University of Pennsylvania Museum of Archaeology and Anthropology

El Paraíso Region Archaeological Project (PAREP)

Fellow Ellen E. Bell is co-director of the El Paraíso Region Archaeological Project, which was established in 2002. The El Paraíso Valley is located in northwestern Honduras, and was part of the Classic Maya Kingdom of Copan. In the Classic period (AD 400–900), the valley included two large centers, now known as El Paraíso and El Cafetal, which are separated by a distance of only 1.5 km. Archaeological evidence suggests that the inhabitants of each site had ties of varying closeness with neighboring centers: the residents of El Paraíso were more closely affiliated with the Maya centers of Copan (27 km to the southwest) and Quirigua (30 km to the north), while residents of El Cafetal had closer ties to the site of El Puente (20 km to the east). The close proximity of two large, contemporaneous centers in the region allows for an investigation into contact among disparate groups in the surrounding area, shifting alliances, and conflict.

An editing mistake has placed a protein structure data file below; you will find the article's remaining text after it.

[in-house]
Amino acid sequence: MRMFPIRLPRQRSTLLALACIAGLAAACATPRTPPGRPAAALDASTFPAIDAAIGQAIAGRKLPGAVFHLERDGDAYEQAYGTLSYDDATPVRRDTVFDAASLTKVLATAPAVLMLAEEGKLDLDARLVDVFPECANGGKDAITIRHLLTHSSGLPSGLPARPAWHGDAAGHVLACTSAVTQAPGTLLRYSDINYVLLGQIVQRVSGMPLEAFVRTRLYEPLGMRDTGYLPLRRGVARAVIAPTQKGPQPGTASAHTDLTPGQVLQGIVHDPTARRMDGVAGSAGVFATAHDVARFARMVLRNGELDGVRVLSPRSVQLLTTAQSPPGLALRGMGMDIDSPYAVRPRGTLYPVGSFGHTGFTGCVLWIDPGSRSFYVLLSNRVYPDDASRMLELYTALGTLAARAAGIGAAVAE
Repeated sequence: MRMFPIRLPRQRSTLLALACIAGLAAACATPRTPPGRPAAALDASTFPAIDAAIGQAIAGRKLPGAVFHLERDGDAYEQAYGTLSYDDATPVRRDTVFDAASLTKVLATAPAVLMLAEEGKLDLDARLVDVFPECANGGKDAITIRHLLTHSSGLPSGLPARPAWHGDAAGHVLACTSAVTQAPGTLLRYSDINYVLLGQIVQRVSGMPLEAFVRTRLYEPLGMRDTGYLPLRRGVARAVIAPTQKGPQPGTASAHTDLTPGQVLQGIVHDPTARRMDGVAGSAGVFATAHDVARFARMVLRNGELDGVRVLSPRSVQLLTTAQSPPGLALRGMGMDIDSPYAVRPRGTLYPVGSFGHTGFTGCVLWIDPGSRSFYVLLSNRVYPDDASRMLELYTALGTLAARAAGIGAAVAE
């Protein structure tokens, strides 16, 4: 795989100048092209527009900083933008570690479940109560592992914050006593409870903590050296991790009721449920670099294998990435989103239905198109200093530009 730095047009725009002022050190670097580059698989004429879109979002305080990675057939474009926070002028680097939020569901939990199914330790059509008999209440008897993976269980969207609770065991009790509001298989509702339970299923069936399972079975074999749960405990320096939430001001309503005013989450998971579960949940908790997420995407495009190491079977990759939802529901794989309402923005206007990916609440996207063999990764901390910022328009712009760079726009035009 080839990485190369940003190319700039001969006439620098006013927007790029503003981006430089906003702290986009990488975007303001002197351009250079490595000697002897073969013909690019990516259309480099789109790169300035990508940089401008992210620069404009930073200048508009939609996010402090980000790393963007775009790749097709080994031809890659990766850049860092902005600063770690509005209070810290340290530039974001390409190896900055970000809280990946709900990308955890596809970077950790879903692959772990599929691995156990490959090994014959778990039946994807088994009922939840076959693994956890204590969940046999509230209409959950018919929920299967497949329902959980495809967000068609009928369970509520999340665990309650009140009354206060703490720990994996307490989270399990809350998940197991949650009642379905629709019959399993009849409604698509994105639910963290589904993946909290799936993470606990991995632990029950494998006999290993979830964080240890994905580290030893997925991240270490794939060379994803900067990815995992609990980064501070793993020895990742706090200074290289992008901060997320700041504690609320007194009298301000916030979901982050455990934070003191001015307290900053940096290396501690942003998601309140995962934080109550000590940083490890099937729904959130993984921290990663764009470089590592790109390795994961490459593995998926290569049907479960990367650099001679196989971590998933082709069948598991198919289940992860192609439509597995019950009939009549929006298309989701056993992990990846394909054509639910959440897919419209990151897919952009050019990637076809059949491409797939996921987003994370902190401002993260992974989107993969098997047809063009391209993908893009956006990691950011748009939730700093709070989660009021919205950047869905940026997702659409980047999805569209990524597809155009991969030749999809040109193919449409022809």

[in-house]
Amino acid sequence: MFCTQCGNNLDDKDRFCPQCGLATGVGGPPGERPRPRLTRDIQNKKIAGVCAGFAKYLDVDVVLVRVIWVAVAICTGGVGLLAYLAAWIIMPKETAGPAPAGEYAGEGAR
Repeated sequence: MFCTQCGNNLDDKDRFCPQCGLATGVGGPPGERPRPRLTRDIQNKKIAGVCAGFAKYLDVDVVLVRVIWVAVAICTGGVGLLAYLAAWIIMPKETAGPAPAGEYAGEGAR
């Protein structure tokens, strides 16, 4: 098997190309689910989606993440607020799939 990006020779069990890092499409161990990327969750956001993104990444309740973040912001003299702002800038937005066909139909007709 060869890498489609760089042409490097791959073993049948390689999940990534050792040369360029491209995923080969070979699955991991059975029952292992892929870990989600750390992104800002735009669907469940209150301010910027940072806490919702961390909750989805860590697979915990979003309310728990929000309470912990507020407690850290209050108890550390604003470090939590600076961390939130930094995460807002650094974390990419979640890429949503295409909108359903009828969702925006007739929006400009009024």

PAREP explores questions of administrative strategies and other issues through an integrated program of archaeological reconnaissance, mapping, excavation, and analysis. PAREP includes a cultural anthropology program, which is currently focused on the compilation of oral histories. In addition, a community outreach program engages local residents in the investigation, protection, and development of the archaeological sites in the region. The staff at PAREP is composed of researchers from the U.S., Honduras, and Europe, including professional archaeologists, undergraduate and graduate students from colleges and universities in Honduras and the U.S., and local residents.

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